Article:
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(800) 660-1466

  • Landlord Negligence in New York: When Bad Service Leads to Negligence

Ideally, tenants and landlords should work together to maintain their buildings and living spaces. Tenants benefit from having clean and safe spaces and landlords benefit by maintaining value in their investments, retaining tenants, maximizing the rent they can charge and avoiding costly legal expenses and payments. Unfortunately, we do not live in an ideal world and too often landlords maintain their buildings poorly which all too often hurts their tenants. Today’s bad maintenance too often becomes tomorrow’s negligence lawsuit.

Consider some cases that I have handled:

  • A Bronx property owner ignored a tenant’s complaints about a leak in her bathroom. The water undermined the flooring and one day the woman stepped out of the shower and her foot went right through the floor. She suffered injury to a knee ligament. The landlord wound up paying not only for more extensive repairs, but also for legal fees and a settlement of $70,000.
  • A Brooklyn landlord ignored a tenant’s complaints about water leaking from the kitchen ceiling during heavy rain or snow falls. One evening, the woman stepped into the kitchen and a cabinet fell on her, breaking her ankle. That landlord had to make even more expensive repairs due to his failure to act on the original complaints and paid legal fees and a settlement of $425,000.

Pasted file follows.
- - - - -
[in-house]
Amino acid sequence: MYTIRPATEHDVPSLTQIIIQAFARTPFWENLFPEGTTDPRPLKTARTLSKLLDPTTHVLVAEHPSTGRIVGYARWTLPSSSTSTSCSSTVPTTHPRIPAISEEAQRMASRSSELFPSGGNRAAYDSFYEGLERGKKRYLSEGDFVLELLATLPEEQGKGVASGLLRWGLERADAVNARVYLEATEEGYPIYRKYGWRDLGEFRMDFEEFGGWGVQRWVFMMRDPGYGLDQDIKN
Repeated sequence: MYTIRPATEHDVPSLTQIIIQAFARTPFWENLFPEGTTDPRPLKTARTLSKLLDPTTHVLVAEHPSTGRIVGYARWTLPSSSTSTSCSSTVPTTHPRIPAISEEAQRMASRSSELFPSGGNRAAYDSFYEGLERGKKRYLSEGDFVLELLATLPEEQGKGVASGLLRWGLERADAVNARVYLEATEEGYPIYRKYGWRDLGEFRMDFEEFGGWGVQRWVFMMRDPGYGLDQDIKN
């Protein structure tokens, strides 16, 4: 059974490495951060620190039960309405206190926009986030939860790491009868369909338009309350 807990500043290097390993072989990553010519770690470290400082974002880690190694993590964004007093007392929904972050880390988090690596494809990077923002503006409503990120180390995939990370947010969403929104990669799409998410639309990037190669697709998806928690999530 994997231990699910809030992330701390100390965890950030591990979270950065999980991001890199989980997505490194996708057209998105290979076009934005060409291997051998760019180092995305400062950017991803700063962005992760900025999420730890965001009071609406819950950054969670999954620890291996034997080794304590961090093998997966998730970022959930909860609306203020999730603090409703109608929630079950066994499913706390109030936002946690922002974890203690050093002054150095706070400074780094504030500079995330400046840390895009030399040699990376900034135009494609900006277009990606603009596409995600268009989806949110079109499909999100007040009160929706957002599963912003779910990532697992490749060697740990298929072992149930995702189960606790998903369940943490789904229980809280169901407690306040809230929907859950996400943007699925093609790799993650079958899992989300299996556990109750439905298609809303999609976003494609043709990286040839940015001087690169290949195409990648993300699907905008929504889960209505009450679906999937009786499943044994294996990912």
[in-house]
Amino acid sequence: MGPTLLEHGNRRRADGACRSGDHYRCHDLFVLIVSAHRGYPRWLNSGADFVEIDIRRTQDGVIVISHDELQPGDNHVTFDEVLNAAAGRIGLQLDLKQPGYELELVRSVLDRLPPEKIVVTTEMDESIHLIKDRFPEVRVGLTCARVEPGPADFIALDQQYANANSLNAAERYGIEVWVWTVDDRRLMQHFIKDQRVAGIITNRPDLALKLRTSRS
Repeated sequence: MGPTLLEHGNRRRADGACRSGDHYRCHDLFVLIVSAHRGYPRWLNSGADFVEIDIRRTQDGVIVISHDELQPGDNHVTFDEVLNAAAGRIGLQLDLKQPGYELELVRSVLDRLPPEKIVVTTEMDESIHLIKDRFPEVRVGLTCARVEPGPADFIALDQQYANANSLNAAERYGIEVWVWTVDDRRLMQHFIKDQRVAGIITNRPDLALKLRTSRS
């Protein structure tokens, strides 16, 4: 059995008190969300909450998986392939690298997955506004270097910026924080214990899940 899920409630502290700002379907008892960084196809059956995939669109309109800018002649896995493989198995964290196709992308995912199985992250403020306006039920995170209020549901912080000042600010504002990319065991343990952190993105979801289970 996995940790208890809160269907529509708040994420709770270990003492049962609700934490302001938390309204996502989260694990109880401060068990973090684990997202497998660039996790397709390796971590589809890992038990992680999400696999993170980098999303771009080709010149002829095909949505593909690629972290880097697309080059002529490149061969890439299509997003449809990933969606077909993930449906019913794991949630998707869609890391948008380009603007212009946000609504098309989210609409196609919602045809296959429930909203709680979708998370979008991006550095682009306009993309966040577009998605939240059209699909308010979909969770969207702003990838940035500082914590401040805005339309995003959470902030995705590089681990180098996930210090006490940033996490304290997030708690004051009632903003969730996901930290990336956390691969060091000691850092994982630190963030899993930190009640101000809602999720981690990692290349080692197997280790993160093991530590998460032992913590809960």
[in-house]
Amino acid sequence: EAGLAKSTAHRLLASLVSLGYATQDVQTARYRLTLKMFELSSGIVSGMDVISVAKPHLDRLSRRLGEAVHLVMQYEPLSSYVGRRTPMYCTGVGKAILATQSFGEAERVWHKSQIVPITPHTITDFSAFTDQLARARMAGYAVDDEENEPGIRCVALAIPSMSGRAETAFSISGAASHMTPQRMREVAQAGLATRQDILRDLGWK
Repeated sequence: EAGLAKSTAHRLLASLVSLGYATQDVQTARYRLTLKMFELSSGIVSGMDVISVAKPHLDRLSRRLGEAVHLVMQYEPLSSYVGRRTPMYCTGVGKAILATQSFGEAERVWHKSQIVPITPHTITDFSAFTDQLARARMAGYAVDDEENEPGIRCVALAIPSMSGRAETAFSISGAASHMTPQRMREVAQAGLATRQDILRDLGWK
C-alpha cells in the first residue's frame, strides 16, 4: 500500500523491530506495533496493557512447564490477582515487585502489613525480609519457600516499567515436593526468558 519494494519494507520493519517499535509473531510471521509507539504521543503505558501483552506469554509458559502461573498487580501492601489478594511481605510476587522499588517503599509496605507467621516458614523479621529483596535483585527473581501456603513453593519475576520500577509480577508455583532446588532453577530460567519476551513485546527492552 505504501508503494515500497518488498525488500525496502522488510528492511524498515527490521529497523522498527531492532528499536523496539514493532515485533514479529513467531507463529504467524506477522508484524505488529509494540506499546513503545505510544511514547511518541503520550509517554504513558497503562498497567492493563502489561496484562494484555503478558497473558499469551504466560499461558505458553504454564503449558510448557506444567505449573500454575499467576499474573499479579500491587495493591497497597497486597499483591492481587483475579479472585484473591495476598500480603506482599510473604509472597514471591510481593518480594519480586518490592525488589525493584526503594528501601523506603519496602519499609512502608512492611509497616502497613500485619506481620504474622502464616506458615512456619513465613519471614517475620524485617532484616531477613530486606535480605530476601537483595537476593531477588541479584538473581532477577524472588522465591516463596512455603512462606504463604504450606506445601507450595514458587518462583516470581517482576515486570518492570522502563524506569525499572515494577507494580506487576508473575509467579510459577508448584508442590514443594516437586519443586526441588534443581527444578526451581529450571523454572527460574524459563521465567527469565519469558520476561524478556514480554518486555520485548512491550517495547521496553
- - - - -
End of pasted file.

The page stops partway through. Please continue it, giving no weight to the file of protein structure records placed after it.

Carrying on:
• A Bronx landlord ignored a broken step on a stairway in his building, despite tenant complaints. One day a young girl tripped on that broken step and fractured her tibia and foot. That landlord still had to make the repair and he paid legal fees and a court award of $560,000.
  • A Brooklyn landlord ignored tenant complaints about vermin in the building. One night, while a man slept in his bed, a rat jumped up and bit him on the nose. Only then did the landlord pay for the exterminator he had previously avoided plus he had to pay legal fees and a settlement of $20,000.